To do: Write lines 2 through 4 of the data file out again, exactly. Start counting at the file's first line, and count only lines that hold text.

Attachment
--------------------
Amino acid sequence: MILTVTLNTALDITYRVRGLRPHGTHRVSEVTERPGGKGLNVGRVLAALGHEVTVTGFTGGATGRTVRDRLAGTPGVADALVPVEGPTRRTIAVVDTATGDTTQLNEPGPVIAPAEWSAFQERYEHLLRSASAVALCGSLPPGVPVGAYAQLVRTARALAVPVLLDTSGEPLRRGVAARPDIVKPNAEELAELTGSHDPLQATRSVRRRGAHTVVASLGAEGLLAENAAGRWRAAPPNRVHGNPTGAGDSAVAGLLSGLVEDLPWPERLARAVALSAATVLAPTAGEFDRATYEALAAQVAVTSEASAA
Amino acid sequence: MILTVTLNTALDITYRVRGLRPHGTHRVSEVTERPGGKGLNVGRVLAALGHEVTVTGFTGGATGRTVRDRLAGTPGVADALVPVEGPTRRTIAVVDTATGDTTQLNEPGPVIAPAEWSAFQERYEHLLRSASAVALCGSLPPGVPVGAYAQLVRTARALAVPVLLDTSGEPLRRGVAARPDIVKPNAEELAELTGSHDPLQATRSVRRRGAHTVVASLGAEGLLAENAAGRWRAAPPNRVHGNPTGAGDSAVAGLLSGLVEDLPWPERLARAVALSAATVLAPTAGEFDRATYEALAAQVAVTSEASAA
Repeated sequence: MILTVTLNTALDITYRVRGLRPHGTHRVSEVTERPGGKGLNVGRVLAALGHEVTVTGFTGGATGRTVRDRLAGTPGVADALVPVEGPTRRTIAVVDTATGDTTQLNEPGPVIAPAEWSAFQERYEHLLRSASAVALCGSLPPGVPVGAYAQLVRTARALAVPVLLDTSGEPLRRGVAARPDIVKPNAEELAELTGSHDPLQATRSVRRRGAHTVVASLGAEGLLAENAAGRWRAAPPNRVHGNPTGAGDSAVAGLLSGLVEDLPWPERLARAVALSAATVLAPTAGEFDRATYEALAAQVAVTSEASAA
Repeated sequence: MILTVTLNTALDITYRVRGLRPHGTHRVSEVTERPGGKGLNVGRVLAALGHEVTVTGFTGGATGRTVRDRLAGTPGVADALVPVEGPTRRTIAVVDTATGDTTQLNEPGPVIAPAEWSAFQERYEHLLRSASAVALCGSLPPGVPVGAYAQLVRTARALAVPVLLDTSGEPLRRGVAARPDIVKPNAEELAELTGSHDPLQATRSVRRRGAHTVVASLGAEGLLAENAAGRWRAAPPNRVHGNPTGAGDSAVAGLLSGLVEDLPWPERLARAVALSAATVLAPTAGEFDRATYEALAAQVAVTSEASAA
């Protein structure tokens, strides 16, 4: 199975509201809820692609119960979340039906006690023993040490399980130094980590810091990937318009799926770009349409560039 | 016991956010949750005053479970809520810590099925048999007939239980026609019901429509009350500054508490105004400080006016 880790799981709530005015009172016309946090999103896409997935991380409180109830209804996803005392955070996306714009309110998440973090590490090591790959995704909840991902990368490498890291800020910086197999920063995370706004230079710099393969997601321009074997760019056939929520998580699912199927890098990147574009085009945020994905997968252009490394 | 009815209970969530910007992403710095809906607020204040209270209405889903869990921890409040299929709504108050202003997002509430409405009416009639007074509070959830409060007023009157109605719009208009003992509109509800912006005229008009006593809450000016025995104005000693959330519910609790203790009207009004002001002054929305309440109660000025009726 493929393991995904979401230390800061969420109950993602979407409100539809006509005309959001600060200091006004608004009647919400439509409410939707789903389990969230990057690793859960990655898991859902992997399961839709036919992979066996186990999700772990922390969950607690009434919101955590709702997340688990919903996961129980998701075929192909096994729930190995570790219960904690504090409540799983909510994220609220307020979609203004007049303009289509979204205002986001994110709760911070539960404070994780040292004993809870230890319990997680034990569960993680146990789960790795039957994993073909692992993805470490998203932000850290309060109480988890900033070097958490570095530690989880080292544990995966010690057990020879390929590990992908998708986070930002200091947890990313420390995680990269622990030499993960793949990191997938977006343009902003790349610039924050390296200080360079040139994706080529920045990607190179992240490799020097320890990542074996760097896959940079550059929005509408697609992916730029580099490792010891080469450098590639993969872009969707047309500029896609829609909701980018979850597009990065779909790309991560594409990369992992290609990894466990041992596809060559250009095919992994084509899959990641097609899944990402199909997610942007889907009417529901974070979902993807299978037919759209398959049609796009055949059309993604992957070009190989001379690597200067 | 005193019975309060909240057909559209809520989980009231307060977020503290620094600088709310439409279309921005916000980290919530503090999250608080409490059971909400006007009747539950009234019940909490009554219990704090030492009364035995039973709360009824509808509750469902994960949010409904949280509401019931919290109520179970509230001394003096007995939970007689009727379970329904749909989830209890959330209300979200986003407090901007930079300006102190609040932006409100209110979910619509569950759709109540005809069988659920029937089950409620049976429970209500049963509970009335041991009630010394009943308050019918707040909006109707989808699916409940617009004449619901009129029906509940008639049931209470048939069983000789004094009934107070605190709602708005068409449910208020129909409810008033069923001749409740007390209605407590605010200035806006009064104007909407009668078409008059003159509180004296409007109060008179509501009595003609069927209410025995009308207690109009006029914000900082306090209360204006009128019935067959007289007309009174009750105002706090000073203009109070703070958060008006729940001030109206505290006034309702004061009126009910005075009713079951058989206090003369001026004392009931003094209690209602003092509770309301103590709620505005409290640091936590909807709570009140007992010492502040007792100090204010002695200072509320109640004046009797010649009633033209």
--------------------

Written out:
Amino acid sequence: MILTVTLNTALDITYRVRGLRPHGTHRVSEVTERPGGKGLNVGRVLAALGHEVTVTGFTGGATGRTVRDRLAGTPGVADALVPVEGPTRRTIAVVDTATGDTTQLNEPGPVIAPAEWSAFQERYEHLLRSASAVALCGSLPPGVPVGAYAQLVRTARALAVPVLLDTSGEPLRRGVAARPDIVKPNAEELAELTGSHDPLQATRSVRRRGAHTVVASLGAEGLLAENAAGRWRAAPPNRVHGNPTGAGDSAVAGLLSGLVEDLPWPERLARAVALSAATVLAPTAGEFDRATYEALAAQVAVTSEASAA
Repeated sequence: MILTVTLNTALDITYRVRGLRPHGTHRVSEVTERPGGKGLNVGRVLAALGHEVTVTGFTGGATGRTVRDRLAGTPGVADALVPVEGPTRRTIAVVDTATGDTTQLNEPGPVIAPAEWSAFQERYEHLLRSASAVALCGSLPPGVPVGAYAQLVRTARALAVPVLLDTSGEPLRRGVAARPDIVKPNAEELAELTGSHDPLQATRSVRRRGAHTVVASLGAEGLLAENAAGRWRAAPPNRVHGNPTGAGDSAVAGLLSGLVEDLPWPERLARAVALSAATVLAPTAGEFDRATYEALAAQVAVTSEASAA
Repeated sequence: MILTVTLNTALDITYRVRGLRPHGTHRVSEVTERPGGKGLNVGRVLAALGHEVTVTGFTGGATGRTVRDRLAGTPGVADALVPVEGPTRRTIAVVDTATGDTTQLNEPGPVIAPAEWSAFQERYEHLLRSASAVALCGSLPPGVPVGAYAQLVRTARALAVPVLLDTSGEPLRRGVAARPDIVKPNAEELAELTGSHDPLQATRSVRRRGAHTVVASLGAEGLLAENAAGRWRAAPPNRVHGNPTGAGDSAVAGLLSGLVEDLPWPERLARAVALSAATVLAPTAGEFDRATYEALAAQVAVTSEASAA